November 29, 2007


Perhaps a misleading, if not corny title. The "spirit" however is relevant to this article.

Thomas Davenport, a respected leader in the field of predictive analytics, spoke at the SPSS Directions conference last month in Orlando, Florida.

DELTA is an acronym Davenport created to capture the life cycle, as well as the environment necessary, for successful predictive analytics ventures. If you have read his book "Competing on Analytics: The New Science of Winning," the concepts will be familiar. If you have not picked up a copy, I strongly suggest you purchase it.

Either way this review of his keynote is informative.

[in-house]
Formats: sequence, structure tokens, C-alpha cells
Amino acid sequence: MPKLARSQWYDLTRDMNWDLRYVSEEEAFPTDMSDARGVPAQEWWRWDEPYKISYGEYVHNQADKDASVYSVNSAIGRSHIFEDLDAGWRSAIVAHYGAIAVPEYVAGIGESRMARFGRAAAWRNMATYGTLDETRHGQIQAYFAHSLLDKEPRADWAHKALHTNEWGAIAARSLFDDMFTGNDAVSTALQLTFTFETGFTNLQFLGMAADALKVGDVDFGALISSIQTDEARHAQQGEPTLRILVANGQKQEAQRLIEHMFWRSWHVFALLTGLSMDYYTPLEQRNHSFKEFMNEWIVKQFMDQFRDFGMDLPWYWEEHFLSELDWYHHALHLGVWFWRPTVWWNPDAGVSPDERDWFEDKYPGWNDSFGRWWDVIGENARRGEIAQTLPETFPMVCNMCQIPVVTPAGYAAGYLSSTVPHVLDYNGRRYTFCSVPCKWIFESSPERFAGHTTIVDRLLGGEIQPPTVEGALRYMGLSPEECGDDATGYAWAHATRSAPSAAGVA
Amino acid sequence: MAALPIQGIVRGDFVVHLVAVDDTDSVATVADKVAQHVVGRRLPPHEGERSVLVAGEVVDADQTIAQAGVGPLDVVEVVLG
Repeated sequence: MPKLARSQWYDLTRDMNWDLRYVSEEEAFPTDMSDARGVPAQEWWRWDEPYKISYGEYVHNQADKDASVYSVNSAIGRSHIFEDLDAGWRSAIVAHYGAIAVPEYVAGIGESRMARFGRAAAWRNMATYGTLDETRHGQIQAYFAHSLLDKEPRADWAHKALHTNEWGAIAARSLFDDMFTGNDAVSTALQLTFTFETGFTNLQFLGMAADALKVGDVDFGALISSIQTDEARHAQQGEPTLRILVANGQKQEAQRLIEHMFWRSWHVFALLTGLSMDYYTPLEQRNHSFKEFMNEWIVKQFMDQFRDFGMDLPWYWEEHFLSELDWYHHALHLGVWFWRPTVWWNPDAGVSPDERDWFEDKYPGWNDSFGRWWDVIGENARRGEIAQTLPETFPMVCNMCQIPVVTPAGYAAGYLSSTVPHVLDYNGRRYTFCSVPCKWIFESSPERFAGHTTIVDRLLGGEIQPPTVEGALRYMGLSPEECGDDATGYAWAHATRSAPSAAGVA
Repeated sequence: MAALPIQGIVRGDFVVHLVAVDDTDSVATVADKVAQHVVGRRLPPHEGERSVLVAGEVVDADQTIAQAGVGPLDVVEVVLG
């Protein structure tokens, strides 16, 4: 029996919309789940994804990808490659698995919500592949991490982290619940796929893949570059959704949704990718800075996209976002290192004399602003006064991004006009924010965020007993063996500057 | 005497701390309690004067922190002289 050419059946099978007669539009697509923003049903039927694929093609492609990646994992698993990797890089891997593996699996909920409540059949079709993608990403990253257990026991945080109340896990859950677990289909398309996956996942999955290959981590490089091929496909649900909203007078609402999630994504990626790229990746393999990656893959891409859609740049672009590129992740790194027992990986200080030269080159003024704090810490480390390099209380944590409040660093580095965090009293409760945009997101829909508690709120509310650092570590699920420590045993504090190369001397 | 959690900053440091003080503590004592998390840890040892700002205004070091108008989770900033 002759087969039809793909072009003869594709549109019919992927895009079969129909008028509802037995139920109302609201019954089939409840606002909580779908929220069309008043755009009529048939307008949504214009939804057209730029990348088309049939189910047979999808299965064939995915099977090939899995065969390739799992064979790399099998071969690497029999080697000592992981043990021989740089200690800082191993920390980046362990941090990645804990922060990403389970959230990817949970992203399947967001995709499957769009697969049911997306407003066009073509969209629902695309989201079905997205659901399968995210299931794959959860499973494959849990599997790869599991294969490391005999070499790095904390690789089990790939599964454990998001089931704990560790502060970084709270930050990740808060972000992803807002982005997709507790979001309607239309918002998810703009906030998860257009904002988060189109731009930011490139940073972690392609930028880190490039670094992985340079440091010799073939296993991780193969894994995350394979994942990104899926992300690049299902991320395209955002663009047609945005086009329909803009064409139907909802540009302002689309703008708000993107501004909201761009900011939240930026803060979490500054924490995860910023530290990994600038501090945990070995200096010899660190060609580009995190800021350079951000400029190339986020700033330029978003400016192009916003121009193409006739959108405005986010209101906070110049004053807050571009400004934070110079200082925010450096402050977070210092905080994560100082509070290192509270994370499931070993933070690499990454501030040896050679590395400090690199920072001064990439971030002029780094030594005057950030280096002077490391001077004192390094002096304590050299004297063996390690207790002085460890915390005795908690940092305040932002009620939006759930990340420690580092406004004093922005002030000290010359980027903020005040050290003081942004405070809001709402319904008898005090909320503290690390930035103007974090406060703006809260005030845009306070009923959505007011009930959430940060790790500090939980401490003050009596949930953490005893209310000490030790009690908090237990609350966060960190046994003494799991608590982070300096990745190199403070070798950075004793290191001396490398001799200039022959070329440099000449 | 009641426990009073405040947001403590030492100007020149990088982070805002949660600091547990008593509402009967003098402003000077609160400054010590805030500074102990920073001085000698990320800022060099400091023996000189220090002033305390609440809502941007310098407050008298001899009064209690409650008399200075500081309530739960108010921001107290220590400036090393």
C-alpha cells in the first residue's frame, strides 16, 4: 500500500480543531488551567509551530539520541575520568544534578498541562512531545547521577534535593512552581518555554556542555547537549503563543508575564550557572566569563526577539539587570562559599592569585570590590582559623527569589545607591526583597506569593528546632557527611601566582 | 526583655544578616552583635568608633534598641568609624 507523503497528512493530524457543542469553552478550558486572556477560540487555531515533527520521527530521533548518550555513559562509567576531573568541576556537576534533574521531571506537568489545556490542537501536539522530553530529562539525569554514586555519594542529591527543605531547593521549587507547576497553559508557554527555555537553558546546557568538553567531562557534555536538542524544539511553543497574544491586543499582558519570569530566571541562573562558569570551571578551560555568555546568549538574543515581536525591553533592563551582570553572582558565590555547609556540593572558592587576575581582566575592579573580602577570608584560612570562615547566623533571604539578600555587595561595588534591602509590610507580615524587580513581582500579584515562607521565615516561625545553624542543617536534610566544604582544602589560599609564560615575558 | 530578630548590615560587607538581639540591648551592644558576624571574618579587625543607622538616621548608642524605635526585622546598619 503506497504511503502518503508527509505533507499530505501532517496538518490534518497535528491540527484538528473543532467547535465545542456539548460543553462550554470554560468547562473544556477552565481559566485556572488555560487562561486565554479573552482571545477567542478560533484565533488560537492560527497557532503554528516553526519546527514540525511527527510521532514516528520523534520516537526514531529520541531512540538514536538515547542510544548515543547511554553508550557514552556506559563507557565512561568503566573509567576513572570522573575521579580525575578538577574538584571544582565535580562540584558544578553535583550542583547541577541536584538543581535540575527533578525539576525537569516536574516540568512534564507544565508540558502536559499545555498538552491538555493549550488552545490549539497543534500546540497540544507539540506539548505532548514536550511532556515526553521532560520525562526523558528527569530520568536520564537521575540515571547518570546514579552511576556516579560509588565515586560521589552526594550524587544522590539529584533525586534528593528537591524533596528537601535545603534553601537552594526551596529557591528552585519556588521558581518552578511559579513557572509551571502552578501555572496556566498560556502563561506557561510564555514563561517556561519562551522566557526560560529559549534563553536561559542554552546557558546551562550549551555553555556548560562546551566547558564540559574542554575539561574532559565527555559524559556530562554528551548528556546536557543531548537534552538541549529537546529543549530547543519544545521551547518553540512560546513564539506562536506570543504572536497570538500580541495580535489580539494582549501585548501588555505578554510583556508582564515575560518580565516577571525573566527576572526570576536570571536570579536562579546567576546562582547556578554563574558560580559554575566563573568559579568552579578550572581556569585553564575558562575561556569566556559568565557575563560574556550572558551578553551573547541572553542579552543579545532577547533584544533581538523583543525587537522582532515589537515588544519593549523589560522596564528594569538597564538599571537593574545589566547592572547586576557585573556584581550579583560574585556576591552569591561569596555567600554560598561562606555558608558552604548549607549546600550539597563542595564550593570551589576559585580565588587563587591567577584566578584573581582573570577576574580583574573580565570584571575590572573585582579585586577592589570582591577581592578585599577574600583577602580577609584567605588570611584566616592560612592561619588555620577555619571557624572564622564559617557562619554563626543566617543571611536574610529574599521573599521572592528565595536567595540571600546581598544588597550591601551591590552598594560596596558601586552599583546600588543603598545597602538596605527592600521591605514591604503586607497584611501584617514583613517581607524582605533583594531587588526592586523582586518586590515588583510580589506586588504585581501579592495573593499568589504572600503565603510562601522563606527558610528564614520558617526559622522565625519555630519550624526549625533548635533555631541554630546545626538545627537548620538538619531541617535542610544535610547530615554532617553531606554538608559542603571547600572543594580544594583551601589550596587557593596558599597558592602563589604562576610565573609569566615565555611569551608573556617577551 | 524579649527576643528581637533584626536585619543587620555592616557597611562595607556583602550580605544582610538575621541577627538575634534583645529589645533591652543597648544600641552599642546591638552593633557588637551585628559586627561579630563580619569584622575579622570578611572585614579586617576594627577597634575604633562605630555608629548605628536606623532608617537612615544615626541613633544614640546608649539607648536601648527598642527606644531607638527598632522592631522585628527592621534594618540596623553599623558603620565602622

ORLANDO, FLA. -- Walking on stage here yesterday at SPSS's Directions 2007 North American Conference, author Tom Davenport sported a Boston Red Sox cap and used the 2007 World Series Champions as an example of how predictive analytics can give organizations a competitive advantage.

"The Oakland A's had analytics and no money," Davenport said, referring to A's general manager Billy Beane, who introduced the power of mathematics and statistical analysis to the day-to-day operations of running a major league baseball team. "The Yankees had money and no analytics," he added. "The Red Sox have both money and analytics," which he believed contributed to the team's second championship in four years. Not without taking a few additional jabs at Yankees fans in the audience, Davenport, as part of his presentation, "Competing on Analytics: How Fact-Based Decisions and Business Intelligence Drive Performance," proceeded to emphasize the importance of predictive analytics. His formula, he said, could be broken down using the acronym DELTA:

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